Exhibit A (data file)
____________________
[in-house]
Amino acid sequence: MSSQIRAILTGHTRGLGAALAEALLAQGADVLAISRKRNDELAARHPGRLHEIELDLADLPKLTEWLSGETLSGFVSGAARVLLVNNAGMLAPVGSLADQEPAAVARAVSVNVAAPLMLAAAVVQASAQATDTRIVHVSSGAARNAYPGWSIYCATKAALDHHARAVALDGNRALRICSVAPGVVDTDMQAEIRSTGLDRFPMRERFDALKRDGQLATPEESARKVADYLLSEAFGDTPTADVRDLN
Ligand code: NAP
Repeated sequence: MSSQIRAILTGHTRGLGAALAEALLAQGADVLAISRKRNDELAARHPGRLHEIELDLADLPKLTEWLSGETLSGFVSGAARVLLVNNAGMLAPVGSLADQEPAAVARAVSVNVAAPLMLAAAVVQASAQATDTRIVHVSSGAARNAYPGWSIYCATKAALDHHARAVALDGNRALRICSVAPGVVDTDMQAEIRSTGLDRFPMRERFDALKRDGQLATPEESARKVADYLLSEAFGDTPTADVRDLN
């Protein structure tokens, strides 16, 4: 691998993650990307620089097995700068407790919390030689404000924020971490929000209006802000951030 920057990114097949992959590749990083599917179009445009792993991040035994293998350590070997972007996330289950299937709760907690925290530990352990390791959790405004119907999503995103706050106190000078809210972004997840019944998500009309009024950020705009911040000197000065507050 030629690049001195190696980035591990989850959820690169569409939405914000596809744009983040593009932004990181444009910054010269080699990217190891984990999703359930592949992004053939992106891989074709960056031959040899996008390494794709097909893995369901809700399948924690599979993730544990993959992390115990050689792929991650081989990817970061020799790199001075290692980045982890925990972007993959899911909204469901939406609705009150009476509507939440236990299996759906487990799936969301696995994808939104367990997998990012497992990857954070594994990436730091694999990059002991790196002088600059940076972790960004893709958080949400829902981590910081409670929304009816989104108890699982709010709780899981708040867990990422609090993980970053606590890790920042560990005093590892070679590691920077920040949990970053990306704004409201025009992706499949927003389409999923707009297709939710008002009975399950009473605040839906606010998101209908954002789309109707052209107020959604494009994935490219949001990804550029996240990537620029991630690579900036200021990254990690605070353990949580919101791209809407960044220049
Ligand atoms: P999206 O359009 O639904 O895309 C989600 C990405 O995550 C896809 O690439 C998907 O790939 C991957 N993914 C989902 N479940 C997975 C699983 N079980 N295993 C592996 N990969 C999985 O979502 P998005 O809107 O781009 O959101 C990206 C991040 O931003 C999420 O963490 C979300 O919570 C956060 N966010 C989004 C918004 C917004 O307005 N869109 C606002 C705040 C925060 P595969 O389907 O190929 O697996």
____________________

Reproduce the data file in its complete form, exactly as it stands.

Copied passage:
[in-house]
Amino acid sequence: MSSQIRAILTGHTRGLGAALAEALLAQGADVLAISRKRNDELAARHPGRLHEIELDLADLPKLTEWLSGETLSGFVSGAARVLLVNNAGMLAPVGSLADQEPAAVARAVSVNVAAPLMLAAAVVQASAQATDTRIVHVSSGAARNAYPGWSIYCATKAALDHHARAVALDGNRALRICSVAPGVVDTDMQAEIRSTGLDRFPMRERFDALKRDGQLATPEESARKVADYLLSEAFGDTPTADVRDLN
Ligand code: NAP
Repeated sequence: MSSQIRAILTGHTRGLGAALAEALLAQGADVLAISRKRNDELAARHPGRLHEIELDLADLPKLTEWLSGETLSGFVSGAARVLLVNNAGMLAPVGSLADQEPAAVARAVSVNVAAPLMLAAAVVQASAQATDTRIVHVSSGAARNAYPGWSIYCATKAALDHHARAVALDGNRALRICSVAPGVVDTDMQAEIRSTGLDRFPMRERFDALKRDGQLATPEESARKVADYLLSEAFGDTPTADVRDLN
């Protein structure tokens, strides 16, 4: 691998993650990307620089097995700068407790919390030689404000924020971490929000209006802000951030 920057990114097949992959590749990083599917179009445009792993991040035994293998350590070997972007996330289950299937709760907690925290530990352990390791959790405004119907999503995103706050106190000078809210972004997840019944998500009309009024950020705009911040000197000065507050 030629690049001195190696980035591990989850959820690169569409939405914000596809744009983040593009932004990181444009910054010269080699990217190891984990999703359930592949992004053939992106891989074709960056031959040899996008390494794709097909893995369901809700399948924690599979993730544990993959992390115990050689792929991650081989990817970061020799790199001075290692980045982890925990972007993959899911909204469901939406609705009150009476509507939440236990299996759906487990799936969301696995994808939104367990997998990012497992990857954070594994990436730091694999990059002991790196002088600059940076972790960004893709958080949400829902981590910081409670929304009816989104108890699982709010709780899981708040867990990422609090993980970053606590890790920042560990005093590892070679590691920077920040949990970053990306704004409201025009992706499949927003389409999923707009297709939710008002009975399950009473605040839906606010998101209908954002789309109707052209107020959604494009994935490219949001990804550029996240990537620029991630690579900036200021990254990690605070353990949580919101791209809407960044220049
Ligand atoms: P999206 O359009 O639904 O895309 C989600 C990405 O995550 C896809 O690439 C998907 O790939 C991957 N993914 C989902 N479940 C997975 C699983 N079980 N295993 C592996 N990969 C999985 O979502 P998005 O809107 O781009 O959101 C990206 C991040 O931003 C999420 O963490 C979300 O919570 C956060 N966010 C989004 C918004 C917004 O307005 N869109 C606002 C705040 C925060 P595969 O389907 O190929 O697996």